By Fredrick P. Niemann, Esq. of Hanlon Niemann, a Freehold, NJ Medicaid Attorney Often times families and patients are told by representatives of a nursing home or outpatient Medicare provider that Medicare will not pay for continued rehab, therapy or care because the patient is not improving. But is this policy legal? The short answer is no! The Medicare Policy Manuals have been revised. These changes must be followed in NJ. The revisions have been published by the Centers for Medicare & Medicaid Services (CMS). The changes in policy pertain to care in Inpatient Rehabilitation Facilities (IRF), Skilled Nursing Facilities (SNF), Home Health care (HH), and Outpatient Therapies (OPT). Translated, it means nursing homes and outpatient visitations at home and/or …

This Just In From the State: 2015-2016 Community Spousal Maintenance, Shelter and Utility Allowance Adjustments (MMNA & CSRA Allowance)

HNW Elder Law, Medicaid Eligibility and Asset Protection Planning

Effective July 1, 2015 the new base income allowance for a community spouse will increase from $1,966.25 to $1,991.25. The new standard for determining the excess shelter allowance for the community spouse increases from $589.88 to $597.38. Therefore, in computing the community spouse allowance, the community spouse’s shelter costs in excess of $597.38 shall be added to the base allowance of $1,991.25. If the community spouse is paying directly for their utilities, the utility allowance is also added as a shelter expense. The utility amount has been increased effective October 1, 2014 from $454.00 per month to $491.00 per month. The community spouse’s own gross income is subtracted from the overall allowance to determine the amount that may be deducted …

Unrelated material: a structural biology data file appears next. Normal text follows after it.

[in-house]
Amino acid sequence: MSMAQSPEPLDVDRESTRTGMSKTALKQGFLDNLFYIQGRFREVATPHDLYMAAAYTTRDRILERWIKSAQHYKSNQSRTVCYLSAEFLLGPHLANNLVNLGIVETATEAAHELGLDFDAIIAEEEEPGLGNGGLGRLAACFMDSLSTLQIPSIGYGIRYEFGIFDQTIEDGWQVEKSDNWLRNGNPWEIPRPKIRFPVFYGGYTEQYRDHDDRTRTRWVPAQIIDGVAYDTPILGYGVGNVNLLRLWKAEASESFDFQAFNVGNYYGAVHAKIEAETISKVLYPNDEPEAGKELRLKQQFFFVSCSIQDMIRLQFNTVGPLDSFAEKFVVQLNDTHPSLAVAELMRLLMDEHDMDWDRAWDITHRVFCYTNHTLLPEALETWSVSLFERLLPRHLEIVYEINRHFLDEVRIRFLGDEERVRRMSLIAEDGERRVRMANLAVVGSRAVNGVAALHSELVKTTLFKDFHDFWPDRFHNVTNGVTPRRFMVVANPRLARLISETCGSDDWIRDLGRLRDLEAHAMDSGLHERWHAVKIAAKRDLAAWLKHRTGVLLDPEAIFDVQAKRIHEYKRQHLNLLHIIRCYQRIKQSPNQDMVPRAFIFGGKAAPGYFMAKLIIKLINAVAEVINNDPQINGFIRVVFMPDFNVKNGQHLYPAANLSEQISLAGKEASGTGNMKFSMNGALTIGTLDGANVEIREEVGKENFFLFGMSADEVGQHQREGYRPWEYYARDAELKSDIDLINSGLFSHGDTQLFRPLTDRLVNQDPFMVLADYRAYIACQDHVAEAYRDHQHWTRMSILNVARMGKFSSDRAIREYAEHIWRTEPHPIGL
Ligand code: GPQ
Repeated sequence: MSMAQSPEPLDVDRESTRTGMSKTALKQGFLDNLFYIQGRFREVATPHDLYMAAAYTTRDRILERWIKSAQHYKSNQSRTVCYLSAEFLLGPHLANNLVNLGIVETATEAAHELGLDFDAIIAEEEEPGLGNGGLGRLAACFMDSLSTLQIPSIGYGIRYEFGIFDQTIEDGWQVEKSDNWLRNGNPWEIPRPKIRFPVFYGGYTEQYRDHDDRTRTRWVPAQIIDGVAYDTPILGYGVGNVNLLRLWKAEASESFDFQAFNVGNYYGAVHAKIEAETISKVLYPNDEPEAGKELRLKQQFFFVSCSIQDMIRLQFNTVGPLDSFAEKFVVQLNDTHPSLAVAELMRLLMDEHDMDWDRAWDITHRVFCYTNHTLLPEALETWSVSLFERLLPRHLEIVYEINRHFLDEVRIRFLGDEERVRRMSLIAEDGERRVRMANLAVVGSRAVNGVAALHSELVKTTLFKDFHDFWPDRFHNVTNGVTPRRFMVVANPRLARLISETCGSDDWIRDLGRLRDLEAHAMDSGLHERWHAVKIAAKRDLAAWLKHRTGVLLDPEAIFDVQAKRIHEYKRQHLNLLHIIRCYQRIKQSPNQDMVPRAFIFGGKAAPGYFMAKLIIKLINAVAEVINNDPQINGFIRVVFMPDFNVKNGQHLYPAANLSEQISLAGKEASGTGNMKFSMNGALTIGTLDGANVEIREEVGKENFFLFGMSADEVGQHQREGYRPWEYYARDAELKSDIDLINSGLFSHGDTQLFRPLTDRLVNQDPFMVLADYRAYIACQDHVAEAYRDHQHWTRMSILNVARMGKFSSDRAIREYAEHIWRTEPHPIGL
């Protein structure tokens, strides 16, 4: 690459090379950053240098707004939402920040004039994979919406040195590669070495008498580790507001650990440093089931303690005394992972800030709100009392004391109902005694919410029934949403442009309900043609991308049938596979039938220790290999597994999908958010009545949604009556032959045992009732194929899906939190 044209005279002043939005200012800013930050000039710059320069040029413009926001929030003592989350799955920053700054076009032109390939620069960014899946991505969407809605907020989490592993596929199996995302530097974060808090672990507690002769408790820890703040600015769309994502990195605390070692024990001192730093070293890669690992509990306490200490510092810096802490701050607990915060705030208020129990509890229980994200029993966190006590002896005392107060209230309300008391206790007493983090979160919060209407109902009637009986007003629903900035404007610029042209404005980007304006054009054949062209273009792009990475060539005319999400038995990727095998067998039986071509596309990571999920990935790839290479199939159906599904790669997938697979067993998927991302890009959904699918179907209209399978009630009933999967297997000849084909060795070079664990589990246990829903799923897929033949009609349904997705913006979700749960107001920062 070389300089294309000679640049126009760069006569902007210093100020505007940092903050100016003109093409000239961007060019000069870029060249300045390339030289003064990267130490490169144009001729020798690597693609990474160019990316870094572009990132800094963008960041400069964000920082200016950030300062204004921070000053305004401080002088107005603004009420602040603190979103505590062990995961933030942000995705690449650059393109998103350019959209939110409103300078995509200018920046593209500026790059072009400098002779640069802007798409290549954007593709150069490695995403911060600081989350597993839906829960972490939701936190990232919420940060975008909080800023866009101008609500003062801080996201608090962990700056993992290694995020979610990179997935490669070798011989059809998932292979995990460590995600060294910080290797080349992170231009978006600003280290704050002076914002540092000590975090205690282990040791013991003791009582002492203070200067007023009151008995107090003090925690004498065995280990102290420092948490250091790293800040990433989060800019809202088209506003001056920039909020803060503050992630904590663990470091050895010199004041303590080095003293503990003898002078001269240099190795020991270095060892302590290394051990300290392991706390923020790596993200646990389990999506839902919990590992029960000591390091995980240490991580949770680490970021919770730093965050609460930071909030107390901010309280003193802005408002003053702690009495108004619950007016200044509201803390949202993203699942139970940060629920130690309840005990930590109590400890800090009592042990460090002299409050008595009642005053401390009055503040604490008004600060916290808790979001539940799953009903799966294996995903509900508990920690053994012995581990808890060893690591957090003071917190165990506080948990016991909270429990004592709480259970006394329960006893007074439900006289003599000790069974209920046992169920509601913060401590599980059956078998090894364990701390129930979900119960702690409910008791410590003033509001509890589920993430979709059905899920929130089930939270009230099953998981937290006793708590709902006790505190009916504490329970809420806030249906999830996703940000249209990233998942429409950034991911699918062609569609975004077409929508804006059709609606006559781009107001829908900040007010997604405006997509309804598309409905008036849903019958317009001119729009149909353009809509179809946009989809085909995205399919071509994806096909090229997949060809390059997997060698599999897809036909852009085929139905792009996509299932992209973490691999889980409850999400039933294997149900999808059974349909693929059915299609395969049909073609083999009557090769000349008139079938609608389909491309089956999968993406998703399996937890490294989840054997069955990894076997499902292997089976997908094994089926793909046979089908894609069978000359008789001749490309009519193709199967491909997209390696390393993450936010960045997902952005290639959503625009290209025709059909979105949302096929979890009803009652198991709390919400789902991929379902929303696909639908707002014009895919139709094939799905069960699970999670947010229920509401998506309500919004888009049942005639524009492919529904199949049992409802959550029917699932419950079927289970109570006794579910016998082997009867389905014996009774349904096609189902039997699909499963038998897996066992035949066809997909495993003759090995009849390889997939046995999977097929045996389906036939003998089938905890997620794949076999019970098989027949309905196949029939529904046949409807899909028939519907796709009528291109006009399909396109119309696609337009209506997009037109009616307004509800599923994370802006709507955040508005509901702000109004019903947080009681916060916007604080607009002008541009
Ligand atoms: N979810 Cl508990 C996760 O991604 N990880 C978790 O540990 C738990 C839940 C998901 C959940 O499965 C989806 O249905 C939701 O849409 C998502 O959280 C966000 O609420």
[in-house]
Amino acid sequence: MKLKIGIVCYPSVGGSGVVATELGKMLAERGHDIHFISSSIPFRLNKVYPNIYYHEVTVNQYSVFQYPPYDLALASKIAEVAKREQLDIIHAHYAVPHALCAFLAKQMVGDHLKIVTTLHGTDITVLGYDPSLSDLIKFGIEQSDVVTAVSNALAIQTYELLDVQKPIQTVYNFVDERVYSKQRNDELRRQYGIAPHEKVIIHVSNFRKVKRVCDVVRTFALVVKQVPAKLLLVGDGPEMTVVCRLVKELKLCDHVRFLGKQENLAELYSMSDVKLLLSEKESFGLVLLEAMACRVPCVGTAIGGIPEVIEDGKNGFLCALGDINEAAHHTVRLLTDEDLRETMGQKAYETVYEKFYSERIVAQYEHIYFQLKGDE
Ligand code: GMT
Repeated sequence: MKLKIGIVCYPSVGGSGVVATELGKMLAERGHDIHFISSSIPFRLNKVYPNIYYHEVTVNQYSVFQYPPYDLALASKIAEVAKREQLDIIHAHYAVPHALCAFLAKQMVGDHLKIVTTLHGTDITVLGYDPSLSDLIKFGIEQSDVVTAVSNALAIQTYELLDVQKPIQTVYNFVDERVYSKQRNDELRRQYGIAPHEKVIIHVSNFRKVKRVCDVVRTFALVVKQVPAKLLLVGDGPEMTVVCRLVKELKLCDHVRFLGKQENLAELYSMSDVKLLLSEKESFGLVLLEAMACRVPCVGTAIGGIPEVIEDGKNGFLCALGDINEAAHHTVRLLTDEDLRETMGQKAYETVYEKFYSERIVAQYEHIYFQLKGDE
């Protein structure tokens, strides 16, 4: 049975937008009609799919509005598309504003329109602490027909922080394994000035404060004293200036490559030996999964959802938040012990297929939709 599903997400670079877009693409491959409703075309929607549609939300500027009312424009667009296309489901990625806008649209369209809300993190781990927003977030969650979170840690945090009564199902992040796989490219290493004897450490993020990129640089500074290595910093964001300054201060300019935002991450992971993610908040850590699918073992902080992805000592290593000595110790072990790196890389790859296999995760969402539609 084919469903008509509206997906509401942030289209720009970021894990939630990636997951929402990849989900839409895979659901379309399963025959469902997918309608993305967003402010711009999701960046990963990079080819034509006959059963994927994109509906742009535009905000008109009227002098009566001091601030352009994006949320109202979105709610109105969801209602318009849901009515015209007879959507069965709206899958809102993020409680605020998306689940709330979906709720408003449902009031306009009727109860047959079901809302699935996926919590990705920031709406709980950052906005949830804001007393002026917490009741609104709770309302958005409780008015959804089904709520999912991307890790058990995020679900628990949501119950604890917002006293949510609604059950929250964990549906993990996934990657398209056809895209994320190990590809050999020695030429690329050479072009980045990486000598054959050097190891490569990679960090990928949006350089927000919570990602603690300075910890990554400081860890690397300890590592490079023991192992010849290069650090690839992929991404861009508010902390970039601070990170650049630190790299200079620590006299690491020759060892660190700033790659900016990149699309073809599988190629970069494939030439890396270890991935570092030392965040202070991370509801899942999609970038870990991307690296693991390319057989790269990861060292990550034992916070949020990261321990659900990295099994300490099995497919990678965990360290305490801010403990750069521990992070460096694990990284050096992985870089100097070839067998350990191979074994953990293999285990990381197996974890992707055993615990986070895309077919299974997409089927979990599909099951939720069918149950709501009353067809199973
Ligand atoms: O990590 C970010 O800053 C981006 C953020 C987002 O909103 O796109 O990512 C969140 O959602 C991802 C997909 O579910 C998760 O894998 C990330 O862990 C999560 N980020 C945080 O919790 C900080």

Big Change to Medicaid

HNW Elder Law, Medicaid Eligibility and Asset Protection Planning

By Fredrick P. Niemann, Esq. of Hanlon Niemann, a Freehold, NJ Medicaid Attorney The Appellate Division of the Superior Court of New Jersey decided an interesting case. The case, Greta Reuter v. the Burlington County Board of Social Services, addresses the contents of any notice the state must give an applicant who is denied Medicaid benefits. If your application for Medicaid benefits is denied, the County Board of Social Services must provide you with a notice of the denial. The denial notice must inform you of the right to appeal this denial through a process called a “fair hearing appeal”. An applicant who is denied benefits has twenty days from the date the notice of denial is issued to file …

Must You Sell Your NJ Business to Qualify for Medicaid

HNW Applying for Medicaid Long Term Care Benefits, Elder Law, Medicaid Eligibility and Asset Protection Planning

By Fredrick P. Niemann, Esq. of Hanlon Niemann, a Freehold, NJ Medicaid Eligibility Law Firm When the State considers an applicant’s eligibility for Medicaid, it meticulously scrutinizes the applicant’s financial assets to ensure that all resources are valued below the $2,000.00 limit. In order to fully determine whether an applicant is Medicaid eligible, the State considers all assets, including real estate, bank accounts, and liquid resources. Issues exist all too often where families are torn between their need for Medicaid assistance and their ability to support themselves. Fortunately, federal regulations provide help in situations where individuals and their spouses are up against the wall. If your Medicaid application has been denied because of excess “liquid resources” as part of a …